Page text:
Olympic Diary: Games Fever Turns the Lords on to Online Video

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Following on from my report about the apparent success of the Olympic Opening Ceremony stream from a network traffic management perspective, it looks like I wasn't the only party impressed. Reports on Broadband TV News and The Guardian  indicate that the UK's higher parliament is feeling pretty positive about the UK's internet video space.

A House of Lords communications committee has proposed that the long-term strategy for broadcast in the UK be focused exclusively on internet video distribution. "Broadband for all" is cited in one of the articles, emphasising access over speed, which makes sense. From plenty of personal involvement in these issues, I know that the politicans tend to focus heavily on the urban vote, waxing lyrical about "speed, speed, speed," leaving out the minority groups on the fringes of the IP footprints who are still more concerned about "access, access, access."

In fact I recently attended a policy meeting where I drove a strong argument about video needing 2 to 3Mbps max per person, which means that a typical household could be more than adequately served by a 10Mbps service, where the 'superfast' politicians' lobby is pushing for 100Mbps. I had to ask the group why they would want a 100Mbps link? Was it to download 30 copies of the Encyclopaedia Britannica every hour?

I tend to agree with "broadband for all," but its also not just a matter of access. It's also about ensuring (from my argument above) a 10Mbps level for a typical house (4 users). And if you want to move mass-market broadcast online, as the House of Lords suggests, the networks simply must adopt Multicast to the home.

During the Olympics we are seeing absolutely excellent service from the BBC iPlayer. Why is the UK internet not melting down? Because the OTA (over the air), digital, cable, and satellite services are doing their job of broadcast distribution very well. So when several million want to watch a particular event they are not watching online—they are watching on a traditional broadcast medium.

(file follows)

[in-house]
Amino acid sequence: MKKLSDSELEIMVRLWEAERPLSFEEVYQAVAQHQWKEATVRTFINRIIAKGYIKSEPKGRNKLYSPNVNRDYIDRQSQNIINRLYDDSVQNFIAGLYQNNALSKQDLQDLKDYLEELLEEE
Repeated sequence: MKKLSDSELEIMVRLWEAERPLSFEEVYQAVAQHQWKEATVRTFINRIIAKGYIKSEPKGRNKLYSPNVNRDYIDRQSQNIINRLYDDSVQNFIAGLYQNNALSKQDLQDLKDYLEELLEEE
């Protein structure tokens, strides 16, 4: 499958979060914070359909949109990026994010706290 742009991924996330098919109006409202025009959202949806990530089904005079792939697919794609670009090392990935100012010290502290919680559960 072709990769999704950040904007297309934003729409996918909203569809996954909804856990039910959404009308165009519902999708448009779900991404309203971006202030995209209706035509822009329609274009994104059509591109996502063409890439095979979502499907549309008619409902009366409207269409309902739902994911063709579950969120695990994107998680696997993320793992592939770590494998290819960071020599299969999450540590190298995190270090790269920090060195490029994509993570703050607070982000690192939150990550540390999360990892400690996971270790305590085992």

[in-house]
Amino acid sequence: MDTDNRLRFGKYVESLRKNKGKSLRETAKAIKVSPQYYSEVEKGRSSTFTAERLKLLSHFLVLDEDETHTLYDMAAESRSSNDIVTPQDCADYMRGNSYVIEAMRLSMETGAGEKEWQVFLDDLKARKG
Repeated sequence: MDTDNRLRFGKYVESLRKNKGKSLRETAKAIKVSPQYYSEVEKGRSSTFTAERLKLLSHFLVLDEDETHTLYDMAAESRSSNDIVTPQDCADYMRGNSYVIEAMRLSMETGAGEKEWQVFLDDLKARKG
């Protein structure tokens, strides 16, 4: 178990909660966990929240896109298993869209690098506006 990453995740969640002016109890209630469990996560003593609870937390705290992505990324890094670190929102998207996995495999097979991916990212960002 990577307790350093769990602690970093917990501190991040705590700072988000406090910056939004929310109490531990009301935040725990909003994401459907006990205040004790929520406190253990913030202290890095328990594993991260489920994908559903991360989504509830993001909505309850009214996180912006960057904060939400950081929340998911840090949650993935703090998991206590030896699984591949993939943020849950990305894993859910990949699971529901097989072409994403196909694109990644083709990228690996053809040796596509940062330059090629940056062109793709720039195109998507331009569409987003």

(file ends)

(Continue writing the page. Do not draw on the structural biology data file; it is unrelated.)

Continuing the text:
And this leaves the internet free to service the geeks like me who want to watch the Fencing final.

However if the Lords get their way, they'll be moving mass-market audience online for over-the-top (OTT) distribution (not IPTV as the Broadband TV News incorrectly termed it). OTT to mass market is a different issue. Even with extensive operator CDNs in place I don't think any CDN or network in the UK would want to be told "Tomorrow you will be the only point of access for the EastEnders audience, so get ready for 8 million viewers."

Now I don't think there have been many events that have attracted a linear live audience of 8 million expecting HD video online. In fact I don't think there have been any (although I'm sure several in this audience will claim they have exceeded that!).

Add to that all the other channels, then try to combine all the VoD streams that are already being delivered, and that is a lot of traffic. A lot of traffic.

However if the UK networks were mandated to be IP Multicast-aware, then 8 million users would have minimal impact over today's traffic. Now, given that, in the UK you have to have a TV license (the means by which the BBC is funded) in order to have a TV connection, there's an opportunity for funding synergy. I also see that, in order to share in some of the license revenue, ISPs may have to show some form of compliance, which would be the place for a "multicast mandate."

Naturally the most interesting thing for the government is the fact that this would further free up radio spectrum for auction—one of the best fundraising games in the politicians' world these days—and it does seem, reading between the lines, that this may be the bit that they have thought through as they arrived at the point where they have asked OfCom and the industry try to work out how to do this.

Personally I do think that purely for commoditisation reasons, IP delivered video will become the norm in the broadcast sector. I think that will take time, but will inevitably happen.

On the other hand, I am also critically aware that OTA broadcasting has been incredibly successful because it is very good at what it does. Giving that up for a new technology will take quite a lot of change management—unless so many good online services appear that no one tunes into the old broadcasts any longer.

I think this is the start of an extremely interesting debate. I will be getting more deeply engaged in it at the Parliament & Internet event where this topic will be central to the debate. And yes, I'll be streaming it online on a Handycam budget.

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